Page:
Joseph W. Braman, the son of Daniel and Mary Braman, is a fifth- generation Texan who grew up with his two brothers on a working cattle ranch in Refugio, Texas. With a family history steeped in oil & gas, ranching, and real estate, Joe gained an inherent understanding of family’s businesses, while he simultaneously cultivated a deep appreciation for the outdoors.
Joe’s affinity for the outdoors resulted in a deep understanding of animals. At a very early age, Joe started to work at training dogs, the start of a talent that he would cultivate and develop throughout his life. Raised around cattle and horses, Joe gained an affinity for competitive roping, which he translated into becoming an eight-time qualifier of the Texas circuit finals in the Professional Rodeo Cowboys Association.
Mary O’Connor Braman, Joe grandmother, was quick to recognize Joe’s culinary skills, and personally spent countless hours in the kitchen with Joe, helping to develop his natural talent. Joe attended culinary school, refining his skills and becoming a master chef. Joe learned to pair wine with food, and translated this talent into the start of Braman Winery in 2010. Growth of the winery led to the creation of a brewery a few years later, which today produces a full line of beer under the Running Walker label.
Known in wide circles for his lifelong work training hounds, Joe was contacted by the Jaguar Conservation Fund to potentially help their efforts in saving the species. Jaguars had been dwindling in population for many years, and were in serious danger of losing their remaining habitats to human reclamation of certain areas.
Joe’s strategy was to immerse himself in the jaguar’s habitat, to learn where they roamed, and what resources they needed preserved. In 2010, Joe spent three weeks in the jungles of Mexico, mapping the best corridors for safe jaguar habitats. Along with his hounds and his team, Joe successfully tagged and released 6 jaguars into the protected, natural environment corridors. This work has provided immeasurable scientific data that will allow further study on the preservation of this incredible creature.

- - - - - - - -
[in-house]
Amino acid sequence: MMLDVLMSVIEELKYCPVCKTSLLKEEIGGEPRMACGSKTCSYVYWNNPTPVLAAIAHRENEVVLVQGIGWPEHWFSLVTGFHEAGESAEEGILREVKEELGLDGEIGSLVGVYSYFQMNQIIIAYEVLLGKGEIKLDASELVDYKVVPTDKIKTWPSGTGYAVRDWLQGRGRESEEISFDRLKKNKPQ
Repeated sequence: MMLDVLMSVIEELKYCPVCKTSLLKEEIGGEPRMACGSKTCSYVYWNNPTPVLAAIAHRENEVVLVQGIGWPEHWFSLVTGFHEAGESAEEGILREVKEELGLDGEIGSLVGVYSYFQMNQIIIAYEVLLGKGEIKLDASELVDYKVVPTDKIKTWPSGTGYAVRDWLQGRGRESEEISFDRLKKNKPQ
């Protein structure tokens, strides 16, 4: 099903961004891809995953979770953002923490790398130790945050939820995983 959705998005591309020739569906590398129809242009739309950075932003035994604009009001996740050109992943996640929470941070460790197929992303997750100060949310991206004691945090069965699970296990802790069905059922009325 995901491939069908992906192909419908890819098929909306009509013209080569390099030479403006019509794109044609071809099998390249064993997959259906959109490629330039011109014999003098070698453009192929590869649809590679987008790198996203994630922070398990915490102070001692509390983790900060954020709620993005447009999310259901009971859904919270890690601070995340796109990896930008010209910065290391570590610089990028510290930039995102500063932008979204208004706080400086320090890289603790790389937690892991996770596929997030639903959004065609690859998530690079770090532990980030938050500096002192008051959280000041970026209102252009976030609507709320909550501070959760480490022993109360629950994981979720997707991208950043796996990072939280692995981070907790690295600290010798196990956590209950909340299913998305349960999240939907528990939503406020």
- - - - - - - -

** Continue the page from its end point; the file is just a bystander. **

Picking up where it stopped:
Joe undertook similar efforts with the wild quail population. Understanding the fragility of that species, Joe worked with a noted biologist to quadruple the wild quail population in Zapata, Texas, by controlling the quail’s primary predators.
Most recently, Joe was asked to help evaluate the use of dogs as a potential solution to the rhino-poaching epidemic in South Africa. After a month-long evaluation trip in early 2017, Joe spent a year and a half training dogs in Texas, specifically suited for the anti-poaching mission.
In mid-2018, Joe deployed to South Africa with several of his specially- trained hounds, where they demonstrated unparalleled success in saving rhinos. So successful was the initial trial, Joe was asked to help develop a formal curriculum for training both dogs and dog handlers for anti-poaching missions, so that the program could be expanded.
Joe has been an active law enforcement officer for more than two decades. He continues to investigate ways in which his passion for dog training can assist in other conservation endeavors, and he continues to spend his time and efforts finding ways in which he can help others.
Joe resides in Refugio, Texas with his family.
Show Music: “The Ropin Pen” (Live) by: Trent Willmon
MC Podcast Production & Editing: Matt Kirschner